But I wasn’t a die hard fan when it came out and I rather liked it and I still do. In fact I talked about this album a while ago, so i figured I’d just contextualize some of those ideas.

“Owner of a Lonely Heart” is a much-sampled 80s classic.  The quality of the sound is pretty great and the music is also really spare–not a bad thing, just surprising.  This and “Hold On” were written originally by Trevor Rabin (even though “Hold On” sounds very Yes with the choruses and big vocals).  “Changes” was also written by Rabin.  And I am fairly certain he sings the lead vocals, although I can’t find that information anywhere–it certainly isn’t Anderson.

“It Can Happen” is a very poppy song (well, they all are) which was originally written for Cinema, but which they modified for Yes.  And so was “Cinema,” the two-minute instrumental.  It was originally 20 minutes long, but they seriously reduced it for the Yes album–I’d like to hear the original to see if there’s any sense of a Yes epic in there.

“Leave It” is one of my favorite songs from the album with the voices which I assume are sampled, but possibly not  There’s just so much electronic manipulation here, it is so un-Yes, but it sounds great.  The production is perfect and the song is great.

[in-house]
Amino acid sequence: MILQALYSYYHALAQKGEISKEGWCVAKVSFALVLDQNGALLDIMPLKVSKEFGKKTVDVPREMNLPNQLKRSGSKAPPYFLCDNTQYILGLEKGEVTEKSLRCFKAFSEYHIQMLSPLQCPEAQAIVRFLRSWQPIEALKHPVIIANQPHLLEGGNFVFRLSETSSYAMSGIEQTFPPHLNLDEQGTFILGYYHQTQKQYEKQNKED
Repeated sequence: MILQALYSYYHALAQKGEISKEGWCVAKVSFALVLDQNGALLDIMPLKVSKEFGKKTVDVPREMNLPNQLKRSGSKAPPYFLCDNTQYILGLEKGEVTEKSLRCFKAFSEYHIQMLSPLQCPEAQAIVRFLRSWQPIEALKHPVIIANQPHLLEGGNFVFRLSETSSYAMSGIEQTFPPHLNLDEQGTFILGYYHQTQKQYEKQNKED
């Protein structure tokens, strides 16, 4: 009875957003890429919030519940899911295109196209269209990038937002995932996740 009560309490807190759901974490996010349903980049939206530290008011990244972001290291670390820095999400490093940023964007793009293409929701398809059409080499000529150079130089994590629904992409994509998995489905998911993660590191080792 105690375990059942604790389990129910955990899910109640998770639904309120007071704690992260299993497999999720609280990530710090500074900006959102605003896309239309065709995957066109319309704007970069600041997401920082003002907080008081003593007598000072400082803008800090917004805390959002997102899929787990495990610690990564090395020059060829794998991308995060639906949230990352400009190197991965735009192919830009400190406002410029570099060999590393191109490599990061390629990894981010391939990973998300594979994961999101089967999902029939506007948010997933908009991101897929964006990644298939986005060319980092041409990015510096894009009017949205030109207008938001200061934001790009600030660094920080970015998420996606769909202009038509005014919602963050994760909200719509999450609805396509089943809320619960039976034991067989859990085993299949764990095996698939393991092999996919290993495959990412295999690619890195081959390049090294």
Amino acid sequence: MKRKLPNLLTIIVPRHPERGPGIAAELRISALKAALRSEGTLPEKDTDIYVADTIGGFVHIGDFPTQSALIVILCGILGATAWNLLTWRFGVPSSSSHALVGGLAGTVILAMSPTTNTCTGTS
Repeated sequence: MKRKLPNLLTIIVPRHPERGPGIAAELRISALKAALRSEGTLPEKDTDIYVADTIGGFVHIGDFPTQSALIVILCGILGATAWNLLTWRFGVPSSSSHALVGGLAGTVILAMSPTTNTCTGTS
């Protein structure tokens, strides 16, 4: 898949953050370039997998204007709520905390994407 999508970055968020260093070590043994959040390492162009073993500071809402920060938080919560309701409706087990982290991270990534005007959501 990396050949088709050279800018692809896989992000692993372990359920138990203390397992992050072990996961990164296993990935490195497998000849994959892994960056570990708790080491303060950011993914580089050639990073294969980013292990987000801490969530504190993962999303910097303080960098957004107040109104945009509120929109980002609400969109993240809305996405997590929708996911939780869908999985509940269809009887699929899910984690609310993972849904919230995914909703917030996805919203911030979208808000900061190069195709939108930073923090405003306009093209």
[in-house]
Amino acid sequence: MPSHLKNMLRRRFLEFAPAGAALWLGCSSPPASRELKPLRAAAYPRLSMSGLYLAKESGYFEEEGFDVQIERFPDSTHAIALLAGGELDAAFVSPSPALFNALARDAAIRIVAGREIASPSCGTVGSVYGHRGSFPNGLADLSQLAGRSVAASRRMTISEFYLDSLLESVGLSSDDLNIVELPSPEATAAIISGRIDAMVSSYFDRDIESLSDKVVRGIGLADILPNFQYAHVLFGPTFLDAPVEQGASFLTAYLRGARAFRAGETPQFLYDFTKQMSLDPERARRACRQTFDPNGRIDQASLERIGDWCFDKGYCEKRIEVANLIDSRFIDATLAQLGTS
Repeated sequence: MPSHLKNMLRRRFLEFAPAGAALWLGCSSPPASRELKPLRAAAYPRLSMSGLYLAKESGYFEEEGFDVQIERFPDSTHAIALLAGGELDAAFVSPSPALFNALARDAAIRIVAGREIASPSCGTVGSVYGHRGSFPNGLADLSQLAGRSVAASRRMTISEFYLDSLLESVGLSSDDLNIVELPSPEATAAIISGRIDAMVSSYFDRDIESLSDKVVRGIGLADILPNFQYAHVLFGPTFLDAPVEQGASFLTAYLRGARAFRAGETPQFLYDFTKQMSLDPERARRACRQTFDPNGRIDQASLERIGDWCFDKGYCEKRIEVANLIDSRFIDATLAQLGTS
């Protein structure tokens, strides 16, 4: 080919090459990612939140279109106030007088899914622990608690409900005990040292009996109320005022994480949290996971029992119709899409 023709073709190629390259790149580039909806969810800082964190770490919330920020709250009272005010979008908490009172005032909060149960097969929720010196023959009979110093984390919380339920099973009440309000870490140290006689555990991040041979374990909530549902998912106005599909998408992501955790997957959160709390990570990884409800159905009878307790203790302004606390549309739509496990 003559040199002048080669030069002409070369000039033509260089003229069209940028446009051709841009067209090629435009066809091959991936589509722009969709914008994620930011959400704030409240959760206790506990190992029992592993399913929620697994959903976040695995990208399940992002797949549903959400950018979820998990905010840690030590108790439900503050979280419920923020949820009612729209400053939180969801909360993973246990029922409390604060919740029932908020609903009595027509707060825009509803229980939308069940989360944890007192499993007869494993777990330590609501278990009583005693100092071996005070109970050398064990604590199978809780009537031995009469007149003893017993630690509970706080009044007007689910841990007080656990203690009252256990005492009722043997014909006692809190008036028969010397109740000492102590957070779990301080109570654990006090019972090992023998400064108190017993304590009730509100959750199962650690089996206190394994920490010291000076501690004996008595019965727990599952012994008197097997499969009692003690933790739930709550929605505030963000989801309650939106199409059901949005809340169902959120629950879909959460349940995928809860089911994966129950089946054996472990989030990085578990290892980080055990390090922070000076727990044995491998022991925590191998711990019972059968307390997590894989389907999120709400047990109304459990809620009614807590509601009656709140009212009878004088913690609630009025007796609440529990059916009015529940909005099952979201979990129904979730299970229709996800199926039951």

“Our Song” has a really good chorus but it doesn’t quite achieve the excitement of the earlier songs.  “City of Love” is the same for me, moments that are good, but the quality had to drop off somewhat on the record, right?.  “Hearts” is the longest song and it actually lasts too log.  Again, the chorus is good, but it kind of drifts after a bit.

That doesn’t stop it from being a great album, with a ton of great songs front loaded on the album and presumably a nice load of cash for the guys to spend (how mad must Howe be that he chose that time not to come back?).

Since almost every Yes album had different personnel, I’m going to keep a running tally here.  This is a biggie, look who has left!

Chris Squire-bass
Jon Anderson (#1, replaced Trevor Horn #2) vocals
Alan White (#2)-drums
Tony Kaye #1 (replaced Geoff Downes #4)-keyboards
Trevor Rabin (#3 replaced Steve Howe #2)-guitar

[READ: April 20, 2015] Foiled

Jane Yolen has written over 300 books apparently.  I know her more as a children’s book maker and hadn’t read any of her YA books.

This book was really wonderful.  And I’m aware that it’s part one of two, although it ended satisfyingly.

Aliera Carstairs is a fencer in high school.  She started fencing when she was 11 and had a real aptitude for it.  Her coach suggested she could make nationals.  She has defeated girls and boys much older than her.  She has a gift.

She has no social life, but she doesn’t mind.  She doesn’t fit in with the jocks, the goths, the nerds or really anyone, she just is herself.  She also has a cousin whom she visits every Saturday.  Her cousin has rheumatoid arthritis so she is confined to a wheelchair.  But she and Aliera play role playing games every Saturday.  While they play, Aliera becomes queen Xenda of Xenon, swordfighter extraordinaire (which she knows is not much of a stretch, bit it’s still fun).